Bulletproof TLS Newsletter #43
Chrome now says “not secure” for HTTP web pages
31 July 2018
Author: Hanno Böck

This issue was distributed to 46,173 email subscribers.

Bulletproof TLS Newsletter is a free periodic newsletter bringing you commentary and news surrounding SSL/TLS and Internet PKI, designed to keep you informed about the latest developments in this space.

In this issue:

  1. Chrome now says “not secure” for HTTP web pages
  2. Short news

Chrome now says “not secure” for HTTP web pages

With its recently released version 68, the Google Chrome browser introduced warnings on all web pages not using HTTPS. A “Not secure” label appears to the left of the URL for every page loaded over HTTP.

This step was announced in February, but it’s been expected for quite a while. Google aims to make HTTPS the default on the web and eventually wants to remove “positive” security indicators like the green lock.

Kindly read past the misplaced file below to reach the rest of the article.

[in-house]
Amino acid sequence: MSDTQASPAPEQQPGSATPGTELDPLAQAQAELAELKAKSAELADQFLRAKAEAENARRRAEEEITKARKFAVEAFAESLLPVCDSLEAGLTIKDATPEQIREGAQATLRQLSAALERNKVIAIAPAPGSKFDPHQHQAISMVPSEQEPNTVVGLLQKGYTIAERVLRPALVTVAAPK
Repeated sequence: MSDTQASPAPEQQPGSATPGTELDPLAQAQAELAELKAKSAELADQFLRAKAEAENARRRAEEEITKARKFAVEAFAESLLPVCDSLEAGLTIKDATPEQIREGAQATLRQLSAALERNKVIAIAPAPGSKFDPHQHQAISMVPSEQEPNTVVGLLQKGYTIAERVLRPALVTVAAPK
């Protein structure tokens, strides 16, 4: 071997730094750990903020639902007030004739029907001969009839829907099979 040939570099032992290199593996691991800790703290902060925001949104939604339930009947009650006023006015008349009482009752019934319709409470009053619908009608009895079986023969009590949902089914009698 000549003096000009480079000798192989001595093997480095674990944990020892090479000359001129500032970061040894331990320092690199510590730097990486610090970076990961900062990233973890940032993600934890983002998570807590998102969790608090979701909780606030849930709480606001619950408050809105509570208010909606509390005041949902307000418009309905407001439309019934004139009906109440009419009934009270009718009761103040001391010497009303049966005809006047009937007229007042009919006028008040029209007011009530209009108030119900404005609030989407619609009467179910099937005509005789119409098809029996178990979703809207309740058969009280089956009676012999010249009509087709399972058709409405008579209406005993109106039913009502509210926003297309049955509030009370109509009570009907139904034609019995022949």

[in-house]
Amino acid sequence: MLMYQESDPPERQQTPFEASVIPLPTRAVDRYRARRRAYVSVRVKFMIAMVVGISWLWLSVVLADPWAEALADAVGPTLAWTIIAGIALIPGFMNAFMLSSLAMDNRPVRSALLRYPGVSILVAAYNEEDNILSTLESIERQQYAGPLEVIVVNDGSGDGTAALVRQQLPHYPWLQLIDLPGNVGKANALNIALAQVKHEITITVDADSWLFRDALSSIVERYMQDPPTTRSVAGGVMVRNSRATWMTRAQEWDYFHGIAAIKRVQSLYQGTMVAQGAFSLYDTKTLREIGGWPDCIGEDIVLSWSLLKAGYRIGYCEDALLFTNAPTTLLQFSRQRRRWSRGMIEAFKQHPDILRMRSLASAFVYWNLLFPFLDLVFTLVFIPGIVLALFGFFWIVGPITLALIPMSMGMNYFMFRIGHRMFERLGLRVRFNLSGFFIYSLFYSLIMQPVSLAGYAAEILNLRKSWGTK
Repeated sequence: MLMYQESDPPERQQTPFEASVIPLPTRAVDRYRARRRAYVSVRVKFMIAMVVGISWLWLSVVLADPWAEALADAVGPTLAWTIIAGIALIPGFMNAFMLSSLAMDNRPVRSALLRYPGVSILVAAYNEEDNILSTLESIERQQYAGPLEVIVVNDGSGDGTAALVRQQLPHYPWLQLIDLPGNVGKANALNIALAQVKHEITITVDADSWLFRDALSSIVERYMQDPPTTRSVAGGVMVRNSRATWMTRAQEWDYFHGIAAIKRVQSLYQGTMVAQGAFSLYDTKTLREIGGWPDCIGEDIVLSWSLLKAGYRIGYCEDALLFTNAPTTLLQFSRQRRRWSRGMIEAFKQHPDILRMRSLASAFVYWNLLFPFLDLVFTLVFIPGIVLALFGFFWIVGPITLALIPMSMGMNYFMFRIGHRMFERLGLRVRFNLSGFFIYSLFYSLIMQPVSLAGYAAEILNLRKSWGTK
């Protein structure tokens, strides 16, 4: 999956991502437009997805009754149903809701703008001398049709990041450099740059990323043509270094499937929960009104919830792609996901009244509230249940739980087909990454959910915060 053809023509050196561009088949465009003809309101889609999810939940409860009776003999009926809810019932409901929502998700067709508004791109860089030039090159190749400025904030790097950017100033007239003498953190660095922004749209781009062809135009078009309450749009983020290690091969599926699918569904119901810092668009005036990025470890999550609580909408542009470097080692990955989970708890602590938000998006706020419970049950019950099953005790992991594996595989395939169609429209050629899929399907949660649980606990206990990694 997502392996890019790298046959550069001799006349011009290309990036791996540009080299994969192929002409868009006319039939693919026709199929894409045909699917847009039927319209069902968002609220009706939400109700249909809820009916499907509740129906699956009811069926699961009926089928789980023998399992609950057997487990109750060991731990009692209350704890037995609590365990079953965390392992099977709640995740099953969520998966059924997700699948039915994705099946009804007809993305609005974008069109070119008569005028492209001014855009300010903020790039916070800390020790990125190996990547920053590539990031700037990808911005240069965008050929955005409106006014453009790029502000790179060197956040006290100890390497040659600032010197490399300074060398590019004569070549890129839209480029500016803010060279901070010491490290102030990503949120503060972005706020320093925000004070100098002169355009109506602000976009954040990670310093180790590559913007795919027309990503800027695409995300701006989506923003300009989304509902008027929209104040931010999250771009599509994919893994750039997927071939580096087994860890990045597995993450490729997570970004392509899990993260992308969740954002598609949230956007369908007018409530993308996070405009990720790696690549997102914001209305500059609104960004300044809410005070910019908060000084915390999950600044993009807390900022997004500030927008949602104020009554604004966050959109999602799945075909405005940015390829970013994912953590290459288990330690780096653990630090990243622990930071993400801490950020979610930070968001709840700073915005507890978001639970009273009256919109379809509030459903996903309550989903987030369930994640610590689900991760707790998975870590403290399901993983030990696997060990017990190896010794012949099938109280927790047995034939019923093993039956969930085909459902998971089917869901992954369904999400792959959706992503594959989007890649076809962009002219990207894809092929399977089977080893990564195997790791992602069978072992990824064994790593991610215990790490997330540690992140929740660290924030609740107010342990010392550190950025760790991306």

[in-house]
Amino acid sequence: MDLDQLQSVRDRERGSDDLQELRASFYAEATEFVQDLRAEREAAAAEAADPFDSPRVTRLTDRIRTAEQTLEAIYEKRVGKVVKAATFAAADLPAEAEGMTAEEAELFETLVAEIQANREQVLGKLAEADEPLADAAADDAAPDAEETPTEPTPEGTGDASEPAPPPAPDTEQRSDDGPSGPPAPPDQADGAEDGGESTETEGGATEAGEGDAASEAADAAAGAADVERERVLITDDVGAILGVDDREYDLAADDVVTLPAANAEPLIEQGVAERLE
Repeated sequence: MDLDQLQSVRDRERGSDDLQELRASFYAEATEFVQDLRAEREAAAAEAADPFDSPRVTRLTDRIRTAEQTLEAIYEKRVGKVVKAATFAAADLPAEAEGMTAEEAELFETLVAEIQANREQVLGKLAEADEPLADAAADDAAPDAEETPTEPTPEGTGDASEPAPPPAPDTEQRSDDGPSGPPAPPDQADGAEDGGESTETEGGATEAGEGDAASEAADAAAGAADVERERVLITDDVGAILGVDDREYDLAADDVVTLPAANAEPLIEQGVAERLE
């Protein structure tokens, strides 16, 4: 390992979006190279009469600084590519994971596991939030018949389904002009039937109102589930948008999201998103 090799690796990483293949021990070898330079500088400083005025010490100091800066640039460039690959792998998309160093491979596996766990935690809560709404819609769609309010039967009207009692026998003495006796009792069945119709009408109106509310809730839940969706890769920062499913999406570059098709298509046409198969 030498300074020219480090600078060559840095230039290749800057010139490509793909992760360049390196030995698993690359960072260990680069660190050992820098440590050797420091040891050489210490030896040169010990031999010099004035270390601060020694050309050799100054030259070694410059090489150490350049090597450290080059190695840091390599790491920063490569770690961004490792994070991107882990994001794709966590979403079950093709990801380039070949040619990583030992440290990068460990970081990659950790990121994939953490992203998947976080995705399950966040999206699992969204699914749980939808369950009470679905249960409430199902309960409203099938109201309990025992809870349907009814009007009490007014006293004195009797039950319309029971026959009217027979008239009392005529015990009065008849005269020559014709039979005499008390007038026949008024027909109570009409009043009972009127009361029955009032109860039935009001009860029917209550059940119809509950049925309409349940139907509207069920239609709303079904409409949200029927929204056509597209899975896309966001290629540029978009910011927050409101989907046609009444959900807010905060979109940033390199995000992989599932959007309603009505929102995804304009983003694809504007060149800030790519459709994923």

Right now, the warning is still in its mildest versions. Future versions will likely contain a red warning sign, as Google has explained previously.

On the day Chrome enabled the warnings by default, security researchers Troy Hunt and Scott Helme started the Why No HTTPS? Project, which lists popular web pages that don’t default to HTTPS yet and also can show them sorted by country. The most popular page not defaulting to HTTPS is the Chinese search engine Baidu; the most popular non-Chinese page in the list is Twitter’s URL shortening service, t.co.

Short news